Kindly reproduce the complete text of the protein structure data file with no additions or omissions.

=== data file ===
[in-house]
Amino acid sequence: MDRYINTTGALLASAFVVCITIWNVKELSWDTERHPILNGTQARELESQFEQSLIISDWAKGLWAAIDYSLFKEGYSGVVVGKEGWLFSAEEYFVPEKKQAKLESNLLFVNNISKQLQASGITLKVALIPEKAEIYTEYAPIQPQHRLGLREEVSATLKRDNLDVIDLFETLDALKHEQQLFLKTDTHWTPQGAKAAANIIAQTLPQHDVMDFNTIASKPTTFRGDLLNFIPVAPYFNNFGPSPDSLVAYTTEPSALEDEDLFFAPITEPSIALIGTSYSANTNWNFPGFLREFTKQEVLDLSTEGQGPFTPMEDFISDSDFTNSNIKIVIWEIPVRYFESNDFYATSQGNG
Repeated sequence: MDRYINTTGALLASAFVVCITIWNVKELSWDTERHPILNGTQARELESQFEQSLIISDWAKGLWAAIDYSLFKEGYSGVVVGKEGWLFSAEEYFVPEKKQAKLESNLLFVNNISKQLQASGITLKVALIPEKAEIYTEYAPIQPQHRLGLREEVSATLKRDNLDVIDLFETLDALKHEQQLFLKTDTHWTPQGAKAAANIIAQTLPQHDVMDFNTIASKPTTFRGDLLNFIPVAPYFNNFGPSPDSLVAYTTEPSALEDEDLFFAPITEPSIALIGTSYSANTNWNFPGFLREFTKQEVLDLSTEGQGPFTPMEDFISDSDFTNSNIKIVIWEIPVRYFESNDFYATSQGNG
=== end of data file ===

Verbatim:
[in-house]
Amino acid sequence: MDRYINTTGALLASAFVVCITIWNVKELSWDTERHPILNGTQARELESQFEQSLIISDWAKGLWAAIDYSLFKEGYSGVVVGKEGWLFSAEEYFVPEKKQAKLESNLLFVNNISKQLQASGITLKVALIPEKAEIYTEYAPIQPQHRLGLREEVSATLKRDNLDVIDLFETLDALKHEQQLFLKTDTHWTPQGAKAAANIIAQTLPQHDVMDFNTIASKPTTFRGDLLNFIPVAPYFNNFGPSPDSLVAYTTEPSALEDEDLFFAPITEPSIALIGTSYSANTNWNFPGFLREFTKQEVLDLSTEGQGPFTPMEDFISDSDFTNSNIKIVIWEIPVRYFESNDFYATSQGNG
Repeated sequence: MDRYINTTGALLASAFVVCITIWNVKELSWDTERHPILNGTQARELESQFEQSLIISDWAKGLWAAIDYSLFKEGYSGVVVGKEGWLFSAEEYFVPEKKQAKLESNLLFVNNISKQLQASGITLKVALIPEKAEIYTEYAPIQPQHRLGLREEVSATLKRDNLDVIDLFETLDALKHEQQLFLKTDTHWTPQGAKAAANIIAQTLPQHDVMDFNTIASKPTTFRGDLLNFIPVAPYFNNFGPSPDSLVAYTTEPSALEDEDLFFAPITEPSIALIGTSYSANTNWNFPGFLREFTKQEVLDLSTEGQGPFTPMEDFISDSDFTNSNIKIVIWEIPVRYFESNDFYATSQGNG